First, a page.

Spread Out Your Customer Service Requests Or Lose Your Place In Line

Spread Out Your Customer Service Requests or Lose Your Place in Line

If you have a customer service request or inquiry, it pays to be patient. StackSocial writes that helpdesk software will send users who submit inquiries too close together to the back of the line, which means both requests will take longer to be addressed.

Picture: Dell

Helpdesks are intuitive software that help support teams manage inquiries more effectively. When you submit an inquiry, it goes to the end of the queue of all pending customer inquiries. One of the best features of a helpdesk is it's ability to group multiple inquiries from one user. The problem is, when a user submits a second inquiry, the helpdesk combines it with the previous inquiry and sends it to the back of the line. Granted this is a user experience flaw that needs to be fixed, that is the norm as of now. I highly suggest waiting 4-5 business days before sending additional inquiries. If you choose to send another inquiry, I suggest using an alternative email to avoid potentially losing your place "in line".

That's definitely a flaw, and perhaps not all helpdesk software has it. But spread out your messages, just in case, or, as the article suggests, send your next message from a different email account.

Best Customer Service: Tips from a former support representative [StackSocial]


    What kind of crappy ticketing system are they using there? Everywhere I've worked has kept tickets separately.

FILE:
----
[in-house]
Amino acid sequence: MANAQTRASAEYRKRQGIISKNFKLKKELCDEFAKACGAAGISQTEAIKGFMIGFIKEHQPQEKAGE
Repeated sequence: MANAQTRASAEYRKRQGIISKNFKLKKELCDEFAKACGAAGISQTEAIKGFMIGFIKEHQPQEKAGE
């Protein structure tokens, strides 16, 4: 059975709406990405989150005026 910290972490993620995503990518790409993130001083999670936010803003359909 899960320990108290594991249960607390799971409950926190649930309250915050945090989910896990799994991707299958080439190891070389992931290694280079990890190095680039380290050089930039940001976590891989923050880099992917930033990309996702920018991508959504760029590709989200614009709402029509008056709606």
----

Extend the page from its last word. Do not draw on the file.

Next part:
Only way I can think of how to pull this ugly "back-of-the-line" action in software I've worked with would be to screw up the sort options. Set yourself back to a datelogged ordering!

    Very likely a myth started by someone who writes multiple angry, impatient and ranting tickets and found themselves triaged into the floor. Finding their ranty, sweary issues were never addressed they tried to rationalise the problem onto the system instead of their own words.

    There are some pretty important world standards to do with ticket handling, none of them will match a ticket by email and send it back to the end of the queue. So, unless some company has invented their own system ignoring world's best practices you can take this whole article as being nonfactual junk.

    The trick is to write calmly and rationally and keep it all in one place. Submitting a second ticket on the same issue is a hugely bad thing. Just add stuff to the first. The only time you should need a second ticket is for a completely separate problem.

    That is a curious case because most if not all helpdesk software has to be designed to do things by the humans using them. Most have the capability to group emails into a problem using word analytics which bring it closer to the pile to specific people but again this has to be designed by a human.

    Helpdesk software does what it is told with specific arguments built in to follow ITIL and other service management methodologies. It is not in the business of putting jobs to the bottom of the queue.

    Nearly all helpdesk software required a human to place the job in the queue and all helpdesk software is managed via sla's based off the date the user logs the request/issue/query.

    Sorry to say but this is an indication of crap reasoning of why someones service agreement is dodgy.


    Last edited 12/01/14 8:49 am

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